Let's talk about RSS feeds. Depending on whom you talk to, "RSS" stands for "rich site summary" or "real simple syndication." Basically, it's an XML format used for syndicating Web content. RSS is a way for publishers to push their content to sites other than their own and for users to aggregate all the content in which they're interested in one place. The type of content you see syndicated in RSS feeds includes news stories and headlines, events listings, project updates, excerpts from discussion forums, and more.
I'm hearing increasingly more about RSS feeds. I have to admit, before I started researching this topic, I was a little intimidated. There's a lot to learn and a lot of terminology to understand. ("RSS" is only the first definition you've got to get under your belt.) There are also a lot of players in the space. But once you get into it, you'll be hooked. It's a really interesting environment and exciting to see a new interactive marketing platform emerge. And that platform's starting to show real promise.
RSS works much like email used to work. You subscribe to a desktop or Web-based application that allows you to opt in to RSS feeds from all kinds of publishers. You can get feeds from most major publishers -- ClickZ's News and Stats sections, NYTimes.com, and The Wall Street Journal Online are among them. You can also sign up for feeds from your favorite blogs. And more Web sites are adding feeds every day.
You can choose from a number of feed-aggregating applications. They vary in terms of functionality and accessibility. There's Pluck, Feedreader, NewsGator (which works within Outlook), and NewzCrawler, to name a few. Some are free and come with limited functionality; others must be purchased and come with increased functionality and convenience.
For the most part, all feed aggregators deliver headlines and a little additional information so you can decide if you want to click to read the full version of the content. At that point, you click to pull up the publisher's site in a browser interface. Until recently, the feed interface was advertising- free. Consumer desire to avoid advertising is one reason for RSS's popularity. However, some companies are looking to deliver relevant, targeted text and image ads within the feed interfaces.
One company is Pheedo. I spoke to Bill Flitter, VP of marketing. Flitter is a wealth of information on RSS news feeds and blog advertising.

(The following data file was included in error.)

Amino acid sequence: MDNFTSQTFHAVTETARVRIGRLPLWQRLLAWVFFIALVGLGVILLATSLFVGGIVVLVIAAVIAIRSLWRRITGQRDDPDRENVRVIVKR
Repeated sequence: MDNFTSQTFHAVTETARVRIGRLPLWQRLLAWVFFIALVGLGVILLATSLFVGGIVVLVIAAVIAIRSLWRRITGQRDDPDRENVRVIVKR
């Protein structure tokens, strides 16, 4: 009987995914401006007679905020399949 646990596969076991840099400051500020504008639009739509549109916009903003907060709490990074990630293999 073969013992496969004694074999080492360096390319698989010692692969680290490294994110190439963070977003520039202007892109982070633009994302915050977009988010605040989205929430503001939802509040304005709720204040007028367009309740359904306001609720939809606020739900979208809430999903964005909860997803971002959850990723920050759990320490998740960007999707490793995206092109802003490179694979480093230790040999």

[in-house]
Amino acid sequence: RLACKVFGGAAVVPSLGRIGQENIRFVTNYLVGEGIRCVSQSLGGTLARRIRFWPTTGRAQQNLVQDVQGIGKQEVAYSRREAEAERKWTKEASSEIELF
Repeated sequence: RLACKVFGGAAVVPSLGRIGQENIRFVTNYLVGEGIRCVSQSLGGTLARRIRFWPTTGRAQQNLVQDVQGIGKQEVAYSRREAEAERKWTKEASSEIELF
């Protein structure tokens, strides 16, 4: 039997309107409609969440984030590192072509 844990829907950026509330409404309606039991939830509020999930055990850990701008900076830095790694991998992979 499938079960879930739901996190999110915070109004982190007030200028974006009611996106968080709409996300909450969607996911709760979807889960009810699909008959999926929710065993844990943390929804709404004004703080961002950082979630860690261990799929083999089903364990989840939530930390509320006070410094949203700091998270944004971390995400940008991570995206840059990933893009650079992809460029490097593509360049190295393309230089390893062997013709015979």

Many people use feeds as an alternative to email delivery of news and information, Flitter told me. I asked what he thought made this platform viable. "If the problem of spam doesn't get figured out, marketers will switch their dollars to RSS." He did admit the industry is still in its infancy, adding, "Today, you can place an ad in a feed and you can track clicks. Over time, tools will get smarter as they did with email." He reminded me email was text only in the early '90s.
Currently, it's a little difficult to quantify the number of RSS subscribers and how many of them actually read the content. (Just because someone subscribes to an RSS feed doesn't mean she reads it.) In essence, it's still difficult to quantify inventory and track actual exposures to the advertising with RSS feeds.
FeedBurner is a company looking to fix that situation, enabling feed publishers to track readership. As these and other advances are made, RSS feed advertising will become more viable and attractive to marketers.
Of course, RSS's popularity, to a large degree, comes from the absence of advertising. Do we stand to see early adopters rebel against ads in feeds? Probably. As with pop-ups and spam, users will build software to eliminate ads from feeds. This means publishers and marketers must be smart about this from the very beginning. If it turns out to be a second chance with opt-in marketing, let's not screw it up.
Flitter said, "The consumer has more control now than ever. Online users vote with their [mice]. If the noise-to-value ratio is out of balance, consumers are one click away from opting out." The advertising has to be in the right proportion to content and must be highly relevant.
I encourage you to explore the world of RSS for yourself. Download a reader and consider the advertising opportunities. Chances are the big ad networks you deal with today won't bring you these types of opportunities. Many shy away from blogs and RSS feeds, primarily because of the content's volatility.
Yet these are great ways to reach niche audiences. Though small today, the audience may quickly become substantial. As far as rates go, you're likely to find really aggressive, performance-based pricing. Finally, you'll need to be able to talk about this stuff before your clients ask about it.
If you've had experience advertising within this environment or have opinions about its viability, I'd love to hear from you.
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